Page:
Novel Biomarkers in Deep Vein Thrombosis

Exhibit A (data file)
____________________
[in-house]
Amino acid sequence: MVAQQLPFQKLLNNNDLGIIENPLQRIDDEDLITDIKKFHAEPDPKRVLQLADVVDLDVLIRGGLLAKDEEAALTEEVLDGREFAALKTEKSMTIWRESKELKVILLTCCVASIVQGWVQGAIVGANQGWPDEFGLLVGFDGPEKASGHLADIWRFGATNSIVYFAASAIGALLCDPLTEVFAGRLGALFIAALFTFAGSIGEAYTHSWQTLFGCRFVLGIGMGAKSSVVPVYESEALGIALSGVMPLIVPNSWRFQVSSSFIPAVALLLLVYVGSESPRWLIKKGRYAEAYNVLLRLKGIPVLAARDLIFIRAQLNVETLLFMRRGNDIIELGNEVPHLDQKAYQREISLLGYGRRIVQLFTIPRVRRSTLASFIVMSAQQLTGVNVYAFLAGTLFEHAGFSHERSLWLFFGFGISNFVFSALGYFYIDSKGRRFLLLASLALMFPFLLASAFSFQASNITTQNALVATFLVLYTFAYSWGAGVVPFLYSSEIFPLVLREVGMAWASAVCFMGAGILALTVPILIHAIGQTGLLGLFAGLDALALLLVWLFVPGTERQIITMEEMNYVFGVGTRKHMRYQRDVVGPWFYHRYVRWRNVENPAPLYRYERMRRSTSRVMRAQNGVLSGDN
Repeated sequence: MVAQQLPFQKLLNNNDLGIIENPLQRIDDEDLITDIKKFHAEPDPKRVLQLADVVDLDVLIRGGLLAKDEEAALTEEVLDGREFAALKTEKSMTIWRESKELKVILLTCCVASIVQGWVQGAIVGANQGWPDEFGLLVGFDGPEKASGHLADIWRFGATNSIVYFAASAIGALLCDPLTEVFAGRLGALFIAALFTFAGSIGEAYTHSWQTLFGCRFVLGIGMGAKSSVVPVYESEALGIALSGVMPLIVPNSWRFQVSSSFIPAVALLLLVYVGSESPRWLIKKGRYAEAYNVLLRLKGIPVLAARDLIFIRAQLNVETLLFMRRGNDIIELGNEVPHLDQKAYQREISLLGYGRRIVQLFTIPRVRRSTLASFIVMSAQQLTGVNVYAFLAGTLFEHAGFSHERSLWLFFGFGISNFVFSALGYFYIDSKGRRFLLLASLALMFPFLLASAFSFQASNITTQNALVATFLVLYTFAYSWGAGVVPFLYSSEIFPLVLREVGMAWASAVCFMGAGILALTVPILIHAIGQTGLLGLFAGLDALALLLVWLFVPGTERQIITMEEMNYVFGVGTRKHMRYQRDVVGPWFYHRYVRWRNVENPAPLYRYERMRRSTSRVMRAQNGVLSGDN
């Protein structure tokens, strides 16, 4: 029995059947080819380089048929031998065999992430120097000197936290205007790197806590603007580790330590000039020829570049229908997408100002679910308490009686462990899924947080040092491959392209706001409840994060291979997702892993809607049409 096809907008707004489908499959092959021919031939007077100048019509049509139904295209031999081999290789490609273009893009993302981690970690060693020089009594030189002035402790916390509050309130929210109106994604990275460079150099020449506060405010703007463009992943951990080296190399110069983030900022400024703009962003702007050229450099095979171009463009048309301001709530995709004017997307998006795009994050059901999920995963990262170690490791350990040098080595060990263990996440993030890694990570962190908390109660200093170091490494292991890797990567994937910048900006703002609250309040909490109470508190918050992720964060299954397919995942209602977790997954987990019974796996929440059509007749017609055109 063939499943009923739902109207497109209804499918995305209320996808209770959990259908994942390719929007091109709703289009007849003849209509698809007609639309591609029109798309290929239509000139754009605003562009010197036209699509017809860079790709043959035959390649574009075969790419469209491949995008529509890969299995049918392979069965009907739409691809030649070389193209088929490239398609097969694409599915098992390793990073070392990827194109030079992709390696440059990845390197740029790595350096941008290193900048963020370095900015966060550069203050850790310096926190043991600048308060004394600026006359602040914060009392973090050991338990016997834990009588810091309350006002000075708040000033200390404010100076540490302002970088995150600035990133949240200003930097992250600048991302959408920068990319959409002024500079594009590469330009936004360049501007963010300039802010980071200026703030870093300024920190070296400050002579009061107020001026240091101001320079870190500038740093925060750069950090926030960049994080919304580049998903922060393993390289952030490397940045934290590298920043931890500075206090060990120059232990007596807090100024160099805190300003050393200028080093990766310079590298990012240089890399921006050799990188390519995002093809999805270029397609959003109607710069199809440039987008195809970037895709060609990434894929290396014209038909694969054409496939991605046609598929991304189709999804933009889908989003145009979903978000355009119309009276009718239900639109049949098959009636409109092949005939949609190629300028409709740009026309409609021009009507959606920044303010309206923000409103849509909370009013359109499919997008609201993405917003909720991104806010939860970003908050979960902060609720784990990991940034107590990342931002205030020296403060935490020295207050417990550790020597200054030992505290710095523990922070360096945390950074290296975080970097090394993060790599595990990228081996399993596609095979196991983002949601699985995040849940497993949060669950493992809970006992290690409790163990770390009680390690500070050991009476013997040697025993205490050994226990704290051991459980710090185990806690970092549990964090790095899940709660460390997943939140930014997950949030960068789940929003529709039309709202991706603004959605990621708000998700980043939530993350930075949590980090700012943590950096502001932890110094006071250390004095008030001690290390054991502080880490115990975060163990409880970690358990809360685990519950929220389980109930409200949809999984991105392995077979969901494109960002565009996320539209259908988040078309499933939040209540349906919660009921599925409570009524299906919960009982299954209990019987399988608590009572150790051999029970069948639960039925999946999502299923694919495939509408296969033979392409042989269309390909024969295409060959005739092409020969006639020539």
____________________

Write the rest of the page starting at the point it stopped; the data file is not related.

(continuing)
Venous thromboembolic disease (VTE) remains a significant source of morbidity and mortality. As non-specific subjective complaints and a paucity of objective clinical examination findings complicate the diagnosis of both deep venous thrombosis (DVT) and pulmonary embolism (PE), diagnostic modalities remain essential. Symptoms suggestive of deep vein thrombosis are extremely common in practice but unfortunately non-specific. The modified Wells score remains the most supported clinical decision rule for risk stratifying these concerns. Compression ultrasound remains the gold standard for diagnosis of DVT. Reliable imaging is not always available, so making a serologic diagnosis, or biomarker, is highly desirable. While D-dimer, a highly sensitive biomarker, is useful for excluding acute VTE, it lacks the specificity necessary for diagnostic confirmation. As such, ongoing research efforts target and support the utility of alternative plasma biomarkers to aid in the diagnosis of VTE including selectins, microparticles, IL-10, and other inflammatory markers. These molecular markers may also predict recurrence risk, guide length and modality of treatment, and predict which thrombi will resolve spontaneously or recanalize, thus potentially identifying patients who would benefit from more aggressive therapies than standard anticoagulation .
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